When in doubt, blame a Clinton:
Senior White House advisers asked former President Bill Clinton to talk to Joe Sestak about whether he was serious about running for Senate, and to feel out whether he'd be open to other alternatives, according to sources familiar with the situation.
But the White House maintains that the Clinton-Sestak discussions were informal, according to the sources. The White House, under pressure to divulge the specifics of its interactions with Sestak, will release a formal statement later today outlining their version of events, including Clinton's involvement.
So it took them this long to come up with that story? I wonder if they hire writers for this sort of thing. "Hey, so, we need a version of events that isn't, like, a federal crime. Make that happen."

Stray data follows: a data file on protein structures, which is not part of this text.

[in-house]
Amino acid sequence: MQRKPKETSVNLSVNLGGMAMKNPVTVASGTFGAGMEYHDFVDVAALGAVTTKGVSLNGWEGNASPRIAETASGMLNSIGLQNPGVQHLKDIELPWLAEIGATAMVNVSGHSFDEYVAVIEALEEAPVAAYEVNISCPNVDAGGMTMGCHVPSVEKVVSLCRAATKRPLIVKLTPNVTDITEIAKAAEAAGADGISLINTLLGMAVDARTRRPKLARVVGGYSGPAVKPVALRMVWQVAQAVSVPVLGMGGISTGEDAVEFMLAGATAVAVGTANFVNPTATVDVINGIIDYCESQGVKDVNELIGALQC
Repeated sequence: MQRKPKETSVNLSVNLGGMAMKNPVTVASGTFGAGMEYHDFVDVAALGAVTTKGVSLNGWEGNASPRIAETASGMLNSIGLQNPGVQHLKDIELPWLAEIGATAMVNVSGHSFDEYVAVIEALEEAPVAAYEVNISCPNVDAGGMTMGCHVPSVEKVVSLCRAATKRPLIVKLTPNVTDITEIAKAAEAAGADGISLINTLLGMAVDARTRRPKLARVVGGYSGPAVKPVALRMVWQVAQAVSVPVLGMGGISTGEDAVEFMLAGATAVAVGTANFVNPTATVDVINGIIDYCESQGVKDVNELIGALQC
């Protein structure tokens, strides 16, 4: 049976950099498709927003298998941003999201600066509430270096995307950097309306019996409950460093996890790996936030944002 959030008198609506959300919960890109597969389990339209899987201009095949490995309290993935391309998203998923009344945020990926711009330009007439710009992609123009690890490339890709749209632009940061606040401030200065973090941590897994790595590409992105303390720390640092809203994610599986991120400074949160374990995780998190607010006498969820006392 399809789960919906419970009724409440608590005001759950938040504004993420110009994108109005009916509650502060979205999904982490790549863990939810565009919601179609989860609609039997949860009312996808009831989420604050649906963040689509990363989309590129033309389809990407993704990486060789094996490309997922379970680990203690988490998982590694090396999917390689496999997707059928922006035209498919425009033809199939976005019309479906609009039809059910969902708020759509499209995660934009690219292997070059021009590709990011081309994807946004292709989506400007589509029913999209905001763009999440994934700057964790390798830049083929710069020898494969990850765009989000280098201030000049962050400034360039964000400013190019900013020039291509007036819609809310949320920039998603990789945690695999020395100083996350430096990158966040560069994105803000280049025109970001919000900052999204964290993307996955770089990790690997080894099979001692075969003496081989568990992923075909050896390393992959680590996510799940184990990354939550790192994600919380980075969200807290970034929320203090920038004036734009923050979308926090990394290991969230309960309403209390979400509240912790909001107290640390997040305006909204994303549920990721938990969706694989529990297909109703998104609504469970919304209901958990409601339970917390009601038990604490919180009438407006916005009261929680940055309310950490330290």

The little problem with their story is that no one is buying it. First of all, it took them months to concoct it. There is no doubt that they'll all stick to the script, now that it's been written... but as Sargent points out in the WashPo piece, the fact that they brought Clinton in at all does nothing but highlight how heavily invested the White House was in that race. If they're using former President to dissuade Senate candidates for running, there's an issue. It's all about presentation: Let's send someone seemingly disconnected from the administration but who has sufficient power to strong arm. We'll pretend to ignore the fact that he's married to the Secretary of State, so he's not entirely without connection to the administration.
I'll join the chorus of bloggers calling BS on the "non-paying advisory" bit. No one paying attention believes that for a second. Who would consider dropping out of a Senate race for a "non-paying" gig? How many White House advisory gigs are actually unpaid?
The questions begs to be asked: how much taxpayer money is going to go to Clinton for this one?
This in no way gets them off the hook.